Maintaining focus and concentration in the classroom and/or throughout lectures can be challenging, at times. Rylee Oram, PMC Coordinator and Learning Strategist, put together some tips to help you stay focused!
Recognize when you are losing focus.
- As soon as you notice that you are off-track, reflect.
- What happened? Did you hear some noise in the background? Did you get distracted by other thoughts? Are you seeing notifications come in on your phone?
Identify the distraction.
- When you recognize the distraction (e.g., other thoughts), you could create a “thought” parking lot – a place to jot down those ideas or things you have to do later. This allows you to go back to the information later and focus on the present.
- Come up with an “if, then” statement. For example “If I start to notice I’m losing focus, I will take 5 long breaths to refocus”.
- Attention residue, a concept introduced by Sophie Leroy, pertains to how thoughts about a prior task influence your capacity to concentrate on your current task. This “residue” divides your attention between the previous task and the current one, making it more challenging to maintain full concentration. The parking lot can be really helpful for this.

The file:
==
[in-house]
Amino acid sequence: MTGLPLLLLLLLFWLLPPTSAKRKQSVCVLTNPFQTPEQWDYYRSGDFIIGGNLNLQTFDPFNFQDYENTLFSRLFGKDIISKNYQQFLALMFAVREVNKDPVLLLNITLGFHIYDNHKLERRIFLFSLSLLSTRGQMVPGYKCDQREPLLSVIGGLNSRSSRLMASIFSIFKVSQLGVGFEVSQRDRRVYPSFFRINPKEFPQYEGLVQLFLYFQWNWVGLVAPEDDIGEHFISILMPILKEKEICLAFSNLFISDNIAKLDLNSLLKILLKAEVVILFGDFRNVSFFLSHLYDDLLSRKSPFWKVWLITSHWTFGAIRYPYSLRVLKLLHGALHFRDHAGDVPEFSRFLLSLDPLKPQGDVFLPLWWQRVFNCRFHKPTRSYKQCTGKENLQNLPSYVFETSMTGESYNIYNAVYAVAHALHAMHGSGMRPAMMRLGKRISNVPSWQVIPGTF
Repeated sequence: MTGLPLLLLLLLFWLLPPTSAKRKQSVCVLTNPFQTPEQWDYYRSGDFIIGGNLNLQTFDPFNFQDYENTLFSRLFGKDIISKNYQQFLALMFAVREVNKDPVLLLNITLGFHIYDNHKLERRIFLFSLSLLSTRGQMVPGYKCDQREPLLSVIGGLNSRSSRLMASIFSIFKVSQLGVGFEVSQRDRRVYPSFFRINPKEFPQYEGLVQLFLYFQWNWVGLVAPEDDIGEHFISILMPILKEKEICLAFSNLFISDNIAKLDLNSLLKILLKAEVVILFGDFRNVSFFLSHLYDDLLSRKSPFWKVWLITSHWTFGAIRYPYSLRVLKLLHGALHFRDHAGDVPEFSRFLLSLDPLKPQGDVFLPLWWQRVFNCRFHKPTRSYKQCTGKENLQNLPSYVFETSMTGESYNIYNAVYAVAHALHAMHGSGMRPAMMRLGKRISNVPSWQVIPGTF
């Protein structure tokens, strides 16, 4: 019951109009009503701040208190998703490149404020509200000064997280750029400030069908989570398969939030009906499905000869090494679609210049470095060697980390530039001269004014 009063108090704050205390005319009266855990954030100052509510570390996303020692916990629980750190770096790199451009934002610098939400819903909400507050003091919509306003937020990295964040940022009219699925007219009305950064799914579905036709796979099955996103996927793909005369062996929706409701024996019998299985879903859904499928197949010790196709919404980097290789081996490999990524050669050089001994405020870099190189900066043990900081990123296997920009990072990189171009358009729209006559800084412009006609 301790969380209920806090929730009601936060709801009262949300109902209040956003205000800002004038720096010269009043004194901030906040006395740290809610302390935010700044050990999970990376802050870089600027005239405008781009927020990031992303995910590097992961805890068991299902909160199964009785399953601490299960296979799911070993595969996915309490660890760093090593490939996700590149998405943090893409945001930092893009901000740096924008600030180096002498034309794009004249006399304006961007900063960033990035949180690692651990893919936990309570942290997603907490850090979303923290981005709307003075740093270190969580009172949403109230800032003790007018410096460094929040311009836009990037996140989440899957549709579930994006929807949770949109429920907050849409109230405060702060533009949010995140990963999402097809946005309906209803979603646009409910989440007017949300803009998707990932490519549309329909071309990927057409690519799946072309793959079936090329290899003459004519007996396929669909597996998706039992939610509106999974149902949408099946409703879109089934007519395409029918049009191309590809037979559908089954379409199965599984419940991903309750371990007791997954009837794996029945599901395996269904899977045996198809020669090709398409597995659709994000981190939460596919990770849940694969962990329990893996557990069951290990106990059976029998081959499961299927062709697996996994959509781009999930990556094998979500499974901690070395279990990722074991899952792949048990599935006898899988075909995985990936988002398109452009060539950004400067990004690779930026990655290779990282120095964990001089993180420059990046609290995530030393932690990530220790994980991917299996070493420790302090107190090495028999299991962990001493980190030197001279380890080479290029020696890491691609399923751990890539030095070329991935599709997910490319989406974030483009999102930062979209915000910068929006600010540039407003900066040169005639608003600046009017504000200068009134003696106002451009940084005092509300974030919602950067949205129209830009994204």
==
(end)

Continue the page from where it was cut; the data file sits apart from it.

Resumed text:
Thinking about thinking.
- Metacognitive awareness involves observing and monitoring the activities of your own mind.
- When your mind remains engaged and avoids automatic thinking during classroom activities, it becomes a lot easier to focus and pay attention.
- When learning, pay attention to your thought process: Does this new information resemble existing concepts? Can I connect it to something else? Does it logically fit?
- Come up with examples as a professor is explaining a concept.
Go into the lecture with questions to answer.
- Review your materials before class. Come up with some questions based on the lecture that you can answer while listening. This will guide your listening a bit more!
Breathing and mindfulness.
- Focus on your breathing for a few moments to regain concentration.